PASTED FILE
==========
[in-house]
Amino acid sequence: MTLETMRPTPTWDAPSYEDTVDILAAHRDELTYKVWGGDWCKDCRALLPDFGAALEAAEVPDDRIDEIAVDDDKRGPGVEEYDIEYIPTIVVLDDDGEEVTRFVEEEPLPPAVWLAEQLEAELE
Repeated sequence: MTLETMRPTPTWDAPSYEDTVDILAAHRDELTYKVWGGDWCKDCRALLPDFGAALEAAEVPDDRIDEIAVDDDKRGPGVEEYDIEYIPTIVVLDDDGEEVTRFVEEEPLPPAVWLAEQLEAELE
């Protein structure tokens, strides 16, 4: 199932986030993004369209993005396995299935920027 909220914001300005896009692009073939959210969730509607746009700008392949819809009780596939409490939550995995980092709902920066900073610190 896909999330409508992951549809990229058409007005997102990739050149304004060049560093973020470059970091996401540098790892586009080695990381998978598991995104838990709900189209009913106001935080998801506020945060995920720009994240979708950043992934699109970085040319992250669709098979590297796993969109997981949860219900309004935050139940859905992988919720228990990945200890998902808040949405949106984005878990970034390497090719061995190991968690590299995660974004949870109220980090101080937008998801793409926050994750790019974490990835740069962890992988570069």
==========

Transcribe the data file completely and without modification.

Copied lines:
[in-house]
Amino acid sequence: MTLETMRPTPTWDAPSYEDTVDILAAHRDELTYKVWGGDWCKDCRALLPDFGAALEAAEVPDDRIDEIAVDDDKRGPGVEEYDIEYIPTIVVLDDDGEEVTRFVEEEPLPPAVWLAEQLEAELE
Repeated sequence: MTLETMRPTPTWDAPSYEDTVDILAAHRDELTYKVWGGDWCKDCRALLPDFGAALEAAEVPDDRIDEIAVDDDKRGPGVEEYDIEYIPTIVVLDDDGEEVTRFVEEEPLPPAVWLAEQLEAELE
């Protein structure tokens, strides 16, 4: 199932986030993004369209993005396995299935920027 909220914001300005896009692009073939959210969730509607746009700008392949819809009780596939409490939550995995980092709902920066900073610190 896909999330409508992951549809990229058409007005997102990739050149304004060049560093973020470059970091996401540098790892586009080695990381998978598991995104838990709900189209009913106001935080998801506020945060995920720009994240979708950043992934699109970085040319992250669709098979590297796993969109997981949860219900309004935050139940859905992988919720228990990945200890998902808040949405949106984005878990970034390497090719061995190991968690590299995660974004949870109220980090101080937008998801793409926050994750790019974490990835740069962890992988570069």